Securities markets should consider the introduction of speed limits on high frequency trading to prevent the risk of market abnormalities disrupting prices, a top Bank of England official says.
In a speech in Beijing, Andrew Haldane, the Bank of England's cerebral executive director for financial stability, talks of a 'race to zero' among trading technologists, as dealers look to steal an advantage on rivals by being the fastest to market.
While HFT liquidity provision may have lowered bid-ask spreads in markets, he says, there is also evidence of increased volatility through fatter tails and greater persistence in prices, with the risks to global financial stability heightened by interconnected markets.
With HFT firms more inclined to withdraw liquidity during times of extreme volatility and longer-term investors either unable or unwilling to fill the liquidity gap, the result is a potential "double liquidity void" and a greater dislocation of prices. Many of these features were evident during the last years' flash crash, says Haldane with HFT "…adding liquidity during a monsoon and absorbing it during a drought".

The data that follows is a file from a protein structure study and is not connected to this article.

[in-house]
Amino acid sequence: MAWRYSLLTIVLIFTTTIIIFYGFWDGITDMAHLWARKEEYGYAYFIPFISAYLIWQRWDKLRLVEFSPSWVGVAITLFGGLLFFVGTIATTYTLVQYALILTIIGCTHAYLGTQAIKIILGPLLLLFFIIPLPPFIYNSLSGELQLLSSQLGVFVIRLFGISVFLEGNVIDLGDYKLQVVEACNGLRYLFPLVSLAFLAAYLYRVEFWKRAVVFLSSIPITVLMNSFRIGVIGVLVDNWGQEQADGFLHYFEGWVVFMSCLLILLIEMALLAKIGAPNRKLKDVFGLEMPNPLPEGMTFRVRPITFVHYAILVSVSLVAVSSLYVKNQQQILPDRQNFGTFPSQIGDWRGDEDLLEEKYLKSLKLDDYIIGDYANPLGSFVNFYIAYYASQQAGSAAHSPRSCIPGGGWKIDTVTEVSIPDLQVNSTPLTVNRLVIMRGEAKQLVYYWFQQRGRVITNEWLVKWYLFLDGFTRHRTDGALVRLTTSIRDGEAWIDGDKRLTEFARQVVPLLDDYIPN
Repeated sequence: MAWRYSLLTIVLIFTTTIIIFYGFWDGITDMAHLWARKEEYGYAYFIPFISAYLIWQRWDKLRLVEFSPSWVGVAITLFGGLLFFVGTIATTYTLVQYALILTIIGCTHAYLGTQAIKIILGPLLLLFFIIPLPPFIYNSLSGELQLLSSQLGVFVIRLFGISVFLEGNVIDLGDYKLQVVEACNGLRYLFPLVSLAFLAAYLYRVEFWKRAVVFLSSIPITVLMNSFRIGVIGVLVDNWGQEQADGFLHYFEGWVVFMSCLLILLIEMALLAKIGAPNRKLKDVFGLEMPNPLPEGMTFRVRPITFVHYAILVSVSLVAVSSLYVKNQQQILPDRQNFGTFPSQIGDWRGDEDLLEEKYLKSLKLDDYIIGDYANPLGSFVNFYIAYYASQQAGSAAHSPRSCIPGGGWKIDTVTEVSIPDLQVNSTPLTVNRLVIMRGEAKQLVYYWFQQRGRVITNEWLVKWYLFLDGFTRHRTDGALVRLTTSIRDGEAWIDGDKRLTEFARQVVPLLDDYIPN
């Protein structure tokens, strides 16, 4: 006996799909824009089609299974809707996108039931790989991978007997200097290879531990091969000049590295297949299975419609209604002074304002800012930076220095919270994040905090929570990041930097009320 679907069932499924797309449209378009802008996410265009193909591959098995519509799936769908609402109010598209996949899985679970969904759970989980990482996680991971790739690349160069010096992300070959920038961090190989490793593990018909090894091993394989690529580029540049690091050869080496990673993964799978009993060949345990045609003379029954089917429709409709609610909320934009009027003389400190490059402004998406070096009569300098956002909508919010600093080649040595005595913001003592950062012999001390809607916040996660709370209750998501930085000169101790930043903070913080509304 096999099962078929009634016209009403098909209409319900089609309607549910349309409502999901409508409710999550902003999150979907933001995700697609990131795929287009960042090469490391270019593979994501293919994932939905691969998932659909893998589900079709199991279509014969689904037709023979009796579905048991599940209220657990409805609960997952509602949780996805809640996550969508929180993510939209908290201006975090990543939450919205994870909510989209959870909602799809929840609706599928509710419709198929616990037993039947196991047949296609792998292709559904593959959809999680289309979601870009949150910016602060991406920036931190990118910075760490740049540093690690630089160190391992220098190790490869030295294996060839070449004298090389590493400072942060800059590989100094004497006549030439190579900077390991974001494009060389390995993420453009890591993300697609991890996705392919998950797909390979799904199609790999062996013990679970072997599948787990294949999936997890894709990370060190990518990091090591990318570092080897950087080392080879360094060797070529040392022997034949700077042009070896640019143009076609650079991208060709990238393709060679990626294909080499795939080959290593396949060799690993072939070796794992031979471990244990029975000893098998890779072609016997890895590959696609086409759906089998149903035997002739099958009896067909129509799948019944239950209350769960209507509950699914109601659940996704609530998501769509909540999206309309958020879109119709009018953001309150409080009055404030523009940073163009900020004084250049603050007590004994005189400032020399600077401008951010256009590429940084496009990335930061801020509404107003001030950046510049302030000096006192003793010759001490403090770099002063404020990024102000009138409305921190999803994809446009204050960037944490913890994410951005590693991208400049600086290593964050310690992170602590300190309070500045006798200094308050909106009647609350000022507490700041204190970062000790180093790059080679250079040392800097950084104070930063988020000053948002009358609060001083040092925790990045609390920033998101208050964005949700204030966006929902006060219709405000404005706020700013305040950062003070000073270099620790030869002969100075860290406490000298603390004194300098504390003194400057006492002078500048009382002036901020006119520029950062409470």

He says that regulators may need to adopt techniques that already exist in other large-scale complex systems, such as weather and satellite systems to better understand, and potentially predict, systemic fault-lines in the trading infrastructure.
Regulators may also need to look beyond crude circuit breakers, he suggests, by imposing a speed limit on trades at all times - so-called minimum resting periods. Such a measure would raise bid-ask spreads on average, but it would also potentially make them less variable, especially in situations of stress, improving the resilience of liquidity.
As Haldane concludes: "Grit in the wheels, like grit on the roads, could help forestall the next crash."
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